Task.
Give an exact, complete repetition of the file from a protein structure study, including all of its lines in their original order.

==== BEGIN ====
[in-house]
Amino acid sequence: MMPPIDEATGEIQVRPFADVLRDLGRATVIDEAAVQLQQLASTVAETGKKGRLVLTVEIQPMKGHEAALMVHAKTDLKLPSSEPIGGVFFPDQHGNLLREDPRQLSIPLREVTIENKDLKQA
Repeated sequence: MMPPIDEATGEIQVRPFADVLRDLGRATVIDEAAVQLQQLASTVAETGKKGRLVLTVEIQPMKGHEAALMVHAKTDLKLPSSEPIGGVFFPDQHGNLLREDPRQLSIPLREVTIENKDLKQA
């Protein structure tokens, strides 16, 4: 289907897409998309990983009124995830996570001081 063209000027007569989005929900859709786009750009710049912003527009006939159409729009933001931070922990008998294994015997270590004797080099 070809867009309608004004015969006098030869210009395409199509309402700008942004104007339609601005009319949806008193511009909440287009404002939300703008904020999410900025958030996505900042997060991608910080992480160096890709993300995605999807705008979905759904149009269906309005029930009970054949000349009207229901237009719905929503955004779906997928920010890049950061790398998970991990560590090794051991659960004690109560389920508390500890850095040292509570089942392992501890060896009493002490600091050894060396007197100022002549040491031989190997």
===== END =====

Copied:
[in-house]
Amino acid sequence: MMPPIDEATGEIQVRPFADVLRDLGRATVIDEAAVQLQQLASTVAETGKKGRLVLTVEIQPMKGHEAALMVHAKTDLKLPSSEPIGGVFFPDQHGNLLREDPRQLSIPLREVTIENKDLKQA
Repeated sequence: MMPPIDEATGEIQVRPFADVLRDLGRATVIDEAAVQLQQLASTVAETGKKGRLVLTVEIQPMKGHEAALMVHAKTDLKLPSSEPIGGVFFPDQHGNLLREDPRQLSIPLREVTIENKDLKQA
């Protein structure tokens, strides 16, 4: 289907897409998309990983009124995830996570001081 063209000027007569989005929900859709786009750009710049912003527009006939159409729009933001931070922990008998294994015997270590004797080099 070809867009309608004004015969006098030869210009395409199509309402700008942004104007339609601005009319949806008193511009909440287009404002939300703008904020999410900025958030996505900042997060991608910080992480160096890709993300995605999807705008979905759904149009269906309005029930009970054949000349009207229901237009719905929503955004779906997928920010890049950061790398998970991990560590090794051991659960004690109560389920508390500890850095040292509570089942392992501890060896009493002490600091050894060396007197100022002549040491031989190997």